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Harvesting Color: How to Find Plants and Make Natural Dyes Paperback – May 2, 2011
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The book is divided into two parts: Part One includes a brief historical discussion of gatherers and dyers, describes necessary materials and tools for natural dyeing, and sets out a "master dye bath" and other general recipes for dyeing. In this part, the author cautions that national and state parks have strict no-harvest rules. However, she notes that national forests allow harvesting for personal use, that water and open-space districts will often grant harvesting permits, and that other sources for harvesting plants exist. The author also explains that she has included no recipes for tin, chrome, or copper-powder mordants (mordants bind the dye and fabric tightly), because widespread discarding of the metallic leftover dye water could quickly lead to unhealthy concentrations of these toxic metals in local soil. Clearly, the author is highly dedicated to the cause of environmental preservation, but her informative text is gentle in tone, and neither preaches nor communicates any "eco-politically correct" sense of superiority.
Part Two, which makes up the bulk of the book, describes the individual dye plants, and is organized by the four harvesting seasons. Each plant has its own mini-section, which includes (1) a U.S.Read more ›
Each featured plant is discussed and accompanied by a photo of the entire plant, often within its native habitat. Information about time to gather, how to cultivate, and parts of the plant to use for dyeing fibers are included, along with generous photos of yarns dyed in the colors obtained from each plant, and a map of the United States highlighting where the particular plant can be found growing in the wild.
Burgess brings her high standard of environmental consciousness into the book, stressing the importance of the choices we make in what we use as both consumers and artists. She discusses mordants (substances used to 'fix', or keep the dye in the fiber or fabric for the long term), and only advocates using materials that are non-toxic, both while in use in the dye process and when the wastes are disposed. She also addresses the benefits of working to source your raw materials close to home, and how involvement with natural dyes can help you help grow a strong local economy.Read more ›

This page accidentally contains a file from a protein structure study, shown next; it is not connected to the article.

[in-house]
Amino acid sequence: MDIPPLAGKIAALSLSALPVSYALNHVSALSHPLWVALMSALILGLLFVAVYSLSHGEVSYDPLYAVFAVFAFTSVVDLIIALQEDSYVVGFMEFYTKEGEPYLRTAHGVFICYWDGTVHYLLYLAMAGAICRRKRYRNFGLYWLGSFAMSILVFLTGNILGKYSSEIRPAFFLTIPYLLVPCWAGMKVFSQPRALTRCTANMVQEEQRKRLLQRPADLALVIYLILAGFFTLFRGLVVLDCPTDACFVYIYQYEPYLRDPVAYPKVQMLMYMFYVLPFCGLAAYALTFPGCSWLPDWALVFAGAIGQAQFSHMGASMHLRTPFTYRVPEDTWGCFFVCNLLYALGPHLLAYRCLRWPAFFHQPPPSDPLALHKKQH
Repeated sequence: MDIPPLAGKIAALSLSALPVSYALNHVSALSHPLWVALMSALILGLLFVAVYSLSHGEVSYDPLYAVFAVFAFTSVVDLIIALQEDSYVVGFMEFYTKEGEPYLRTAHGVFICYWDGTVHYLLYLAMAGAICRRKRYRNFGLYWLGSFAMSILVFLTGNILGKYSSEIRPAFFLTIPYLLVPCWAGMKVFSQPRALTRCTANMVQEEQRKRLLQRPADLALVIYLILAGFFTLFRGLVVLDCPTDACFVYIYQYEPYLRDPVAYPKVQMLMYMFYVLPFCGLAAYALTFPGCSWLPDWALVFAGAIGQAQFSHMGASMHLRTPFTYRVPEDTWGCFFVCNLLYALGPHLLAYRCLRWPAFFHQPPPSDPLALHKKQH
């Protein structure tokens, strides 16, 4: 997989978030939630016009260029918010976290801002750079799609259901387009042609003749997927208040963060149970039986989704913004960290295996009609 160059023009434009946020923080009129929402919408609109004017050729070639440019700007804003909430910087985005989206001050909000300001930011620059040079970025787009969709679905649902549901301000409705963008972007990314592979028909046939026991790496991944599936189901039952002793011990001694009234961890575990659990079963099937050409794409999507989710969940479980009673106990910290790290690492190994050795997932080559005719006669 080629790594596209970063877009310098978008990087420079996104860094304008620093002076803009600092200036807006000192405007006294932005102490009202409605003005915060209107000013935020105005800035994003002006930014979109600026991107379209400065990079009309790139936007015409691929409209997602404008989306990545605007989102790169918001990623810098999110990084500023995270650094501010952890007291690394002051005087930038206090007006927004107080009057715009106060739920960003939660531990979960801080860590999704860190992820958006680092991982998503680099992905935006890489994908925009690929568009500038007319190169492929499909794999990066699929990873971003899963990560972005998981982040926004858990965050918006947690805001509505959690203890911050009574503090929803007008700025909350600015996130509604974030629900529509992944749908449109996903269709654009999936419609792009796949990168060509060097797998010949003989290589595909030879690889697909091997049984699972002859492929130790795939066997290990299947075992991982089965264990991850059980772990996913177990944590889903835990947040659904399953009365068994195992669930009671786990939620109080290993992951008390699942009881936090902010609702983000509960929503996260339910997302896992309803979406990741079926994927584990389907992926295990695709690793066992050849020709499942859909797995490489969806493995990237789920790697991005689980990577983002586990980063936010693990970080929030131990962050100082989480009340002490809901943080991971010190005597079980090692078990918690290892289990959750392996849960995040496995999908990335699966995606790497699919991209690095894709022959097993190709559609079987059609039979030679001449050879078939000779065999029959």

I can still use some of the recipes in this book with the plants in my area and it gives a pretty good explanation about various baths and whatnot. I will use this book as a jumping off point, but I wish that I could use more of the recipes.
I have to say the pictures are wonderful, the layout is simple, it's well written and everything is explained very well. There are even a few craft projects in here to give you some inspiration on what to do with all that yarn and cotton and everything else you're going to be dyeing.
My only complaint is that it mostly focuses on plants found in the South-west, in California, New Mexico, Arizona, and Nevada. Plants like sagebrush, tumbleweeds, and prickly pear cactus. As I live in the Mid-west, in Ohio, most of the plants in the book don't grow in my area unless you cultivate them, which is not a big deal for some of them, but others really won't do well without a greenhouse. On the other hand, there are plants that you can find everywhere you look up here, like Poke berries, Ironweed, and Goldenrod.
I would still recommend it to anyone interested in getting into herbal dyes, though, since most of the plants can still be planted and grown here.
Most Recent Customer Reviews
I bought this as a Xmas gift for my mother who does a lot of dying of wool fabric for making fabric hooked rugs. She really enjoyed it. Read morePublished 10 days ago by nycmedstudent
This is a great book for dying fabric with natural colors you can get from naturePublished 1 month ago by K. Robbins
reads well and i appreciate the insight and history. used to live in california, now in michigan so a lot of the plants aren't accessible--- but, a lot of the techniques and... Read morePublished 2 months ago by onelove butterfly
Love the recipes, and the great instructions. I like that it's organized seasonally, as that way I know what needs to be gathered. Read morePublished 5 months ago by Marlene
not exactly helpful as I would like an expensive book like this to bePublished 6 months ago by Glenda Parks
You wanna dye yarn using plants you can find anywhere...get this bookPublished 8 months ago by B. Rickman